It seems obvious to me that it is not possible to control your thoughts by thinking more. Isn’t that practically true by recursive definition? If there is one thing we humans are good at, it is spiralling and fractious thought. So, once and for all, let’s separate our definitions and get to the meat of the matter. The head game of archery is the left-brain technique, planning, training schedules, trip organisation, equipment testing, data collection, and performance peaking. And yes, there is a whole dark art about this side of archery, full of creativity and adaptation and experimentation. And yes, you can become overwhelmed and emotional about

missing pieces of this puzzle should you not have them in your support crew nor possess a natural tendency for sifting through the information. It is also true that there is a lot of helpful literature, especially cross-disciplinary, that can teach archers a lot. Almost every archer I know is hugely under-informed about peak-optimised training habits and schedules gleaned or adapted from other sports with a more robust sports-science background. Even in the cases where individuals do know about these things, a lack of personal energy makes it impossible to assemble all the necessary parts, not to mention the continuing drive and determination to stick to rigorous schedules and commitments. I suppose a lack of money in the sport is the biggest reason for this, because the coaches that understand these things can make a lot more money teaching tennis, running, swimming or something equally commercialised.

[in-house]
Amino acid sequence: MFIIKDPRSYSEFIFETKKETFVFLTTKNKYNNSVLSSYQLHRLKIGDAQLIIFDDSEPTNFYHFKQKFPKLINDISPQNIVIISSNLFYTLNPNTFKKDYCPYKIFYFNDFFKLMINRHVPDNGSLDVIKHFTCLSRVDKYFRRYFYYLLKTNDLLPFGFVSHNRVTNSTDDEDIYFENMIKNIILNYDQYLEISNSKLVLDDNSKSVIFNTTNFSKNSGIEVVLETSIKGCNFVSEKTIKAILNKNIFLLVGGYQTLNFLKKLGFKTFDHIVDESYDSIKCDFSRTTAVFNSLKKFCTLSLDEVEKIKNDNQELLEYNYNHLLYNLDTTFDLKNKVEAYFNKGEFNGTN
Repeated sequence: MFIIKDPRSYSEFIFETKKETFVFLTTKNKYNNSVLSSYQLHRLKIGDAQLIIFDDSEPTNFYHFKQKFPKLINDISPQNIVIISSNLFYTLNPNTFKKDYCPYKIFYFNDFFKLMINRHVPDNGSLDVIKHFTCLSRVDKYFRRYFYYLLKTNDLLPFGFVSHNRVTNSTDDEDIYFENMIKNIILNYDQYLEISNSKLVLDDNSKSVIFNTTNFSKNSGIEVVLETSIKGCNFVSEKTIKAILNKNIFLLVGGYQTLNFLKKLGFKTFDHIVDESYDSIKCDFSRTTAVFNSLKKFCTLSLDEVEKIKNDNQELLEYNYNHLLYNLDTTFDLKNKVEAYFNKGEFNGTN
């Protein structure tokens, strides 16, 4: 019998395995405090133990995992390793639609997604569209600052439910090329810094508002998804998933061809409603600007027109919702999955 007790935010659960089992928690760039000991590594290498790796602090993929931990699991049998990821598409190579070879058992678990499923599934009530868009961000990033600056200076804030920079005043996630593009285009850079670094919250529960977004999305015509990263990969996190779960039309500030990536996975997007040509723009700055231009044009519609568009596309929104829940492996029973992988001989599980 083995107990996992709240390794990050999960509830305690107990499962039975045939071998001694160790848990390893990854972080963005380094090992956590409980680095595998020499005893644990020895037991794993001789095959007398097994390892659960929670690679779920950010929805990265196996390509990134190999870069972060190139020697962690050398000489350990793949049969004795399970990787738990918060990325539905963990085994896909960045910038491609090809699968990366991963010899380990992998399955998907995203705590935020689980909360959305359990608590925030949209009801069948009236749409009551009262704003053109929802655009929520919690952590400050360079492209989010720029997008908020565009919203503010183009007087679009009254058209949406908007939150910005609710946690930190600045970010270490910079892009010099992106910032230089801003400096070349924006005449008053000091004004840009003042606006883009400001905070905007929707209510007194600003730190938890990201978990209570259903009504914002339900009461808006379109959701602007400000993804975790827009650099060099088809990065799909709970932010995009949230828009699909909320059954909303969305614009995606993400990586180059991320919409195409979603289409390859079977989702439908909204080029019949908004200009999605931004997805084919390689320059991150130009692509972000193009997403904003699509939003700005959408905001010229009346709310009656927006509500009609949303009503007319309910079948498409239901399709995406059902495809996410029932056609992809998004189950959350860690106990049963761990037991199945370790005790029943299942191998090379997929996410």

What is left after all of this thinking and analysing is the heart – the champion’s spirit: a mix of honour, courage, fearlessness and straight-up insanity. And it is my desire to change the very words we use when describing this mystery-shrouded area of archery, so we may better explain ourselves and come to greater levels of understanding and mastery. Where all the magic of archery happens is at our core, a reverted default setting when our hopes and dreams are on the line, and the future is a diverted fork of uncomfortable possibilities. When we are young and still developing our personalities, we smash through barriers left and right and don’t have much awareness of our own limits and capabilities. Time and success are cages that creep into our lives and, atom by atom, trap our upward trajectory. Where we once wouldn’t have noticed the errant arrow, the notion of not losing now easily engulfs and obscures the old idea of winning.